The justice possible with knowing we (white people) do not know as much as we think we do.
We know Roy Moore is a monster, a total embarrassment
to our state. But in the eyes of black voters, what makes
him more of a monster than the parade of sleazy politicians
who have stood against black interests for generations?
So yes, I’m voting for Doug Jones but only because it’s
a vote against Roy Moore. And that’s not good enough to
rally a base of voters who are already stricken with apathy.
We’re more than civil rights. We’re bigger than fish fries.
And we want to be heard.
I am a white woman raised in the South. I do not want a person who believes our country was at its best during slavery to be elected to the U.S. Senate. I do not want a man in the Senate who has a history of harmful sexual behavior with teenage girls – a man in adamant denial of this history in the face of incontrovertable evidence.
What I do want is for white people privileged enough to run for office and/or to vote to get it that WE DO NOT KNOW as much as we think we do. We have lived our whole lives in a society designed to perpetuate itself through us. In that, we simply do not know what it means to be a person of color in this country.
I’m talking to you. Progressives/Democrats. It’s time to actually listen. To be surprised at how little we understand.
I sincerely hope that Doug Jones wins the election later this week in Alabama – the election to fill that state’s vacant seat in the U.S. Senate, but I am somewhere between smh and horrified by the tone deafness of his campaign’s choices.
In the words of Birmingham, Ala citizen, Edward Bowser, “I appreciate what Doug Jones did in prosecuting KKK members in the deaths of four innocent girls. But when that’s the one and only message of black interest coming from your campaign, it shows an extreme disconnect.”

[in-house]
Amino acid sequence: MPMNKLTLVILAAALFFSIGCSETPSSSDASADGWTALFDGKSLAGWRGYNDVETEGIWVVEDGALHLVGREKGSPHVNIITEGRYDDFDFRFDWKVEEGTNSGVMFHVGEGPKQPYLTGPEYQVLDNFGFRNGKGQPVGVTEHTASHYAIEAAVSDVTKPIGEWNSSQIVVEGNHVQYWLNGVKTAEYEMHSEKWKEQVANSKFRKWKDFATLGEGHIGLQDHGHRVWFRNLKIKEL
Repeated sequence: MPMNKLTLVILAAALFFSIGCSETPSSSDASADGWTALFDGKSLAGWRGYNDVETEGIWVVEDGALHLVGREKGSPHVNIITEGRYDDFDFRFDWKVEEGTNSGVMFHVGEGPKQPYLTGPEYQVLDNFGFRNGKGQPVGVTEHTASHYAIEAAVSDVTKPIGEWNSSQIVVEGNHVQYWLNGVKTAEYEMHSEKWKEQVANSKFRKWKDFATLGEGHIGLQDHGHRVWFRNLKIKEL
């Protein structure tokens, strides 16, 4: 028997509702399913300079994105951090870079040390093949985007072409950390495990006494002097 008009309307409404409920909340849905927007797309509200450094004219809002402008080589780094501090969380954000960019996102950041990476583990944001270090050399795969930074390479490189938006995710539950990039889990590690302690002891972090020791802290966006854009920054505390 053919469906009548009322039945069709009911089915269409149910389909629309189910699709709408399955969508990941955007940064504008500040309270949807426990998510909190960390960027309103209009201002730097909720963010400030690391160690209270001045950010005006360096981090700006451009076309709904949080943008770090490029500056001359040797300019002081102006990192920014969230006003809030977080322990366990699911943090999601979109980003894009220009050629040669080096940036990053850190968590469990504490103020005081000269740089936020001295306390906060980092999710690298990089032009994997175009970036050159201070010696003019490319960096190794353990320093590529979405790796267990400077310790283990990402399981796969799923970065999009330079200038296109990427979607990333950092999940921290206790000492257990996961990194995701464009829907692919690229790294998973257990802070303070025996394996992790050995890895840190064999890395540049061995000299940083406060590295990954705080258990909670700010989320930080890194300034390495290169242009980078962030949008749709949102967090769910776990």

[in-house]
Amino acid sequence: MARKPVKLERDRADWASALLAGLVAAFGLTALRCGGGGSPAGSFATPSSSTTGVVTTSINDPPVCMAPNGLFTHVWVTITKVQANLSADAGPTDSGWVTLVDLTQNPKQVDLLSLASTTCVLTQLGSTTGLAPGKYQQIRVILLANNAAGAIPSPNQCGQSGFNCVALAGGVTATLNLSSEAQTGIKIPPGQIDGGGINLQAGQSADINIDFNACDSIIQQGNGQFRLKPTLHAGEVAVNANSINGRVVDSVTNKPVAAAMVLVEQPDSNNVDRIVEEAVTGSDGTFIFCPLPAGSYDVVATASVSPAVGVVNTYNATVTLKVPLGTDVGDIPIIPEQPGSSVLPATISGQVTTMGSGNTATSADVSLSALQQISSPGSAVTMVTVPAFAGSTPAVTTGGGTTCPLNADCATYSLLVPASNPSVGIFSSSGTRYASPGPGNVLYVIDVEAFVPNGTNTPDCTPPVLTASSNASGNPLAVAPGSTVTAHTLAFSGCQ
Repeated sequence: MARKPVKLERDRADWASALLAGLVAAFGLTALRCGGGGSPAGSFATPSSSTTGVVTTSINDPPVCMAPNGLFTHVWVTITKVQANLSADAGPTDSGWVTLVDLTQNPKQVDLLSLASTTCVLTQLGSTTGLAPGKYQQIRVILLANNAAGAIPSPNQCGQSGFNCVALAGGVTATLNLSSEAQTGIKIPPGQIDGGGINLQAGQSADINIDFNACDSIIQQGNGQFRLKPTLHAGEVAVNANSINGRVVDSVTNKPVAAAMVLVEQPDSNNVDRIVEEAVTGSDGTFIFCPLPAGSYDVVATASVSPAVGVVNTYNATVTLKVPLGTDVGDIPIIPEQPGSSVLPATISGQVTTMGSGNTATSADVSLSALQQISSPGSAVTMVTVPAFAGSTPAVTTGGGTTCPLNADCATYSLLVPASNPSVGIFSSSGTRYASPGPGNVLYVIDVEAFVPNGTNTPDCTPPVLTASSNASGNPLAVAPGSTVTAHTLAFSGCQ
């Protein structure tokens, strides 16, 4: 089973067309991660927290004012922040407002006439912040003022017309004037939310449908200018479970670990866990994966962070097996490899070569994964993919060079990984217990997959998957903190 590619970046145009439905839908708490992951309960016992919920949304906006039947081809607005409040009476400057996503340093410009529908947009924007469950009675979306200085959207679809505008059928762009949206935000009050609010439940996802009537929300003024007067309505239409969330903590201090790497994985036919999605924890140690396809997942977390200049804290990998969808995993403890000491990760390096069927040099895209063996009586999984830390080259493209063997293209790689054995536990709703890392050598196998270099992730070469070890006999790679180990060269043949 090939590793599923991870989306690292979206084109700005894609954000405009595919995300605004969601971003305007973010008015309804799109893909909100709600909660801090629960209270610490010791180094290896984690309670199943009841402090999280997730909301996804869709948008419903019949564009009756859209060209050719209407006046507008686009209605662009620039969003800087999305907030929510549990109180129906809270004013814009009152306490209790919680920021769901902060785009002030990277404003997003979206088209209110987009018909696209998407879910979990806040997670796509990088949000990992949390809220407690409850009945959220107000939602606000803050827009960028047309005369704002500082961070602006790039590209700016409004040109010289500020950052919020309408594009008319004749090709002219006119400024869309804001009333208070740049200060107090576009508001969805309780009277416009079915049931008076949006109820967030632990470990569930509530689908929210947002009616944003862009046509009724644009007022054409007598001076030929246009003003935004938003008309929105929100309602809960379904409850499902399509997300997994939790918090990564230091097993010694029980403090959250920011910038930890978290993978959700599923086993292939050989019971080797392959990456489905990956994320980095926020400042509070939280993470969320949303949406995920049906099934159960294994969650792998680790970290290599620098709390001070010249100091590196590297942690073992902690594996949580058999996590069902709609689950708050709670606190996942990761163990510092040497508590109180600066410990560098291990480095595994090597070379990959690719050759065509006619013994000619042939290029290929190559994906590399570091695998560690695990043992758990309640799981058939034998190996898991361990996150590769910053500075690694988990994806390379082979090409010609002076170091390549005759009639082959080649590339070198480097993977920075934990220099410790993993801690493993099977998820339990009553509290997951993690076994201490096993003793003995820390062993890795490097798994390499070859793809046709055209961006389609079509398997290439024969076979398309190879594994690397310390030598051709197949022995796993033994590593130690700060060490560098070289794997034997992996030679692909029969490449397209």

As MIchael Harriot of The Root, writes, “On the rare occasions when the Democratic Party does address black voters, it only talks about the “black issues”: policing, mass incarceration, civil rights, etc. For the party leadership, black people aren’t whole people who have the same concerns about taxes, job creation, education initiatives, international policy and economics as other voters. They are simply bodies collected in the coffers of the party’s ineffective longing for power.”
Read those two paragraphs again. Think about what these two people are saying.
Listen. Think. Stay out of reflexive defensiveness (e.g., “but, I’m not racist”). Listen!!
Then act – with humility, in full collaboration, listening all the time and learning in the way that can only come with giving up the know-it-all stance white people have been schooled to take (usually unconsciously). Don’t get paralyzed in guilt (that too, a privilege). Keep strong in the trajectory of justice – the real justice beyond all ideas and great words. No one may notice, but you will know.